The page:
Way Back When
by Margaret Morabito, Church Historian
Giving Thanks for the Deacons 1765-1825
6 PAYSON HILL ROAD
RINDGE, NH 03461
First Congregational Church
United Church of Christ
What is a deacon? A deacon in the Congregational Church could be considered a lay clergy member: not an ordained minister, but a member of the congregation who serves as a spiritual leader. Deacons generally assist in worship, encourage teaching of the Scriptures, help to grow the church, and serve in other special ways, such as reaching out to those in need. Deacons are persons of integrity, including spiritual integrity, who give evidence of spiritual growth, and who are good stewards in all matters of living. The earliest example of a spiritual lay leader in New England was Elder William Brewster who came over on the Mayflower.
When the Pilgrims landed at Plymouth Rock, Brewster was their spiritual leader. Not an ordained minister, he was called an elder, the highest ranking lay person of the congregation and similar to what we know as a deacon. The Pilgrims had broken away from the established Church of England, had undergone persecution, and eventually left for the New World to start over. Their convictions were that believers should follow the will of God and Scripture, rather than the will of a monarch, and that Christ is the head of the Church with the people governing. These were also the beliefs held by later Congregationalists in Colonial New England.
Indeed, the Congregational Church throughout its history has believed that all of its members are ministers, and the Church does not consist only of ordained clergy with a passive audience. We all are called to serve the Church in some respect, and the deacons, in particular, serve in a capacity next to the ordained clergy. In times when a pastor is not present, as in those earliest days of the Pilgrims, the congregation looks within itself for spiritual leadership. Our own church here in Rindge went through a similar situation in recent years when our ordained pastor suddenly passed away. It was the deacons who stepped up and at times manned the pulpit themselves and arranged for other laymen to give sermons, as well as arranged for guest clergy to perform Holy Communion.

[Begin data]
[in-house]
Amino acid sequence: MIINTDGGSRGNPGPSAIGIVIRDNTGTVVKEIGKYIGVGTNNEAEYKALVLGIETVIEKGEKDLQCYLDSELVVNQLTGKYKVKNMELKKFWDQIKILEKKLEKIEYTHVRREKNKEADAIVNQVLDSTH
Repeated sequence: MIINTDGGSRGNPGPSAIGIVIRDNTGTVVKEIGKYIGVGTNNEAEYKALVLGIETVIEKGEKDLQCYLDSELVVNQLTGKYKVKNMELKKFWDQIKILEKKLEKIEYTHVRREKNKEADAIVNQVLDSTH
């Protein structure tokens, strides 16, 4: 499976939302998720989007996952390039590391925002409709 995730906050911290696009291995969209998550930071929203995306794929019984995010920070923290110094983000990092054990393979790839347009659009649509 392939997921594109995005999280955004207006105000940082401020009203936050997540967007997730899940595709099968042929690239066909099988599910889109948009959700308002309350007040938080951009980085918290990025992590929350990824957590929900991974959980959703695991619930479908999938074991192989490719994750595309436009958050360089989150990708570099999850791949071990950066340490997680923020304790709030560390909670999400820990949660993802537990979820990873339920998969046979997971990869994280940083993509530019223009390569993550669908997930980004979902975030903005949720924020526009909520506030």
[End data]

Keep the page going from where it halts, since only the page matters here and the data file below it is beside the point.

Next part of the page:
From the official embodiment of our church in 1765 with Reverend Dean, we had deacons who served with the settled pastor and during transitional periods when searching for a new settled pastor. The deacons from our first church were John Lovejoy, Josiah Ingalls, Francis Towne, and Edward Jewett. These men served until their deaths, which was the custom back then. Now that’s commitment. Let’s take a closer look at these deacons.
Deacon John Lovejoy was born in Andover, Massachusetts in 1725, lived in Lunenburg for much of his life, and moved to Rindge in 1762. He was the proprietors’ clerk until the town became incorporated. In 1767, Deacon Lovejoy was chosen as one of the first two deacons of our church. He was prominent in the church and in the town. Deacon Lovejoy died in 1795 and was buried in the church’s cemetery, very close to the first Meeting House. Interestingly, in 1796, the second Meeting House was actually built on top of him, to the consternation of the town’s people who had voted to prevent this. I presume that the Deacon has been resting in peace.
Deacon Josiah Ingalls came from Andover, Massachusetts to Rindge in 1760. He lived near Grassy Pond and acquired the first saw mill that was built in Rindge. Ingalls provided lumber for the building of the first Meeting House. In 1762, he was elected as treasurer for the township. Ingalls was involved in the search for the first settled pastor and was an original member of the church. In 1767, he was chosen as the other of the first two deacons and served until about 1774 or 1775.
Deacon Francis Towne was born in Topsfield, Massachusetts in 1737. He moved to Rindge in 1771. Deacon Towne was chosen as a deacon in 1776 and served until 1811. He was a selectman and a member of various town committees, including the committee that prepared the plan for the second Meeting House. He also served in the Revolutionary War. Prior to the Revolution, Deacon Towne opened his home for use as a school. His property was located on Thomas Road in Rindge.